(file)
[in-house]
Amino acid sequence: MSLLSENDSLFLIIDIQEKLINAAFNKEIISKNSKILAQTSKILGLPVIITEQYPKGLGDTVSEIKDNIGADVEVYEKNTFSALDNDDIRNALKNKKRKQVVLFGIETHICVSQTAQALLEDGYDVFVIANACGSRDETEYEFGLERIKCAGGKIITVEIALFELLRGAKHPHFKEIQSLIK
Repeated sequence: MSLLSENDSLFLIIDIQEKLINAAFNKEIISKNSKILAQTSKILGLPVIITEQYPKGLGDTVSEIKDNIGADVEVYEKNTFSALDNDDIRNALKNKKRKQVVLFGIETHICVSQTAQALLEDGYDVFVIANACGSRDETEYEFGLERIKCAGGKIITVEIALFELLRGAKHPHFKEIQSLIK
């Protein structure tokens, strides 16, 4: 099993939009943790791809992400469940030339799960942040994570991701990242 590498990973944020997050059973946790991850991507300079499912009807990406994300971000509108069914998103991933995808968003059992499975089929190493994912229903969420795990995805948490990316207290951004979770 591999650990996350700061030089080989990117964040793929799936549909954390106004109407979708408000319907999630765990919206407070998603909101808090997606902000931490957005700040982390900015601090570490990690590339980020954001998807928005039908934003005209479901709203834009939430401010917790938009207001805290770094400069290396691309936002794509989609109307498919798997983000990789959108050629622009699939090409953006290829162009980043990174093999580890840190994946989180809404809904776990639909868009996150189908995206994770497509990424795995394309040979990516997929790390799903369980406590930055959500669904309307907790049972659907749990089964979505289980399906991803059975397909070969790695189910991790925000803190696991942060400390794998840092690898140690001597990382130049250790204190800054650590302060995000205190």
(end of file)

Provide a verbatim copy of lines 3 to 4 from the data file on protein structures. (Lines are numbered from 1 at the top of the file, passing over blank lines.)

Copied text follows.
Repeated sequence: MSLLSENDSLFLIIDIQEKLINAAFNKEIISKNSKILAQTSKILGLPVIITEQYPKGLGDTVSEIKDNIGADVEVYEKNTFSALDNDDIRNALKNKKRKQVVLFGIETHICVSQTAQALLEDGYDVFVIANACGSRDETEYEFGLERIKCAGGKIITVEIALFELLRGAKHPHFKEIQSLIK
């Protein structure tokens, strides 16, 4: 099993939009943790791809992400469940030339799960942040994570991701990242 590498990973944020997050059973946790991850991507300079499912009807990406994300971000509108069914998103991933995808968003059992499975089929190493994912229903969420795990995805948490990316207290951004979770 591999650990996350700061030089080989990117964040793929799936549909954390106004109407979708408000319907999630765990919206407070998603909101808090997606902000931490957005700040982390900015601090570490990690590339980020954001998807928005039908934003005209479901709203834009939430401010917790938009207001805290770094400069290396691309936002794509989609109307498919798997983000990789959108050629622009699939090409953006290829162009980043990174093999580890840190994946989180809404809904776990639909868009996150189908995206994770497509990424795995394309040979990516997929790390799903369980406590930055959500669904309307907790049972659907749990089964979505289980399906991803059975397909070969790695189910991790925000803190696991942060400390794998840092690898140690001597990382130049250790204190800054650590302060995000205190």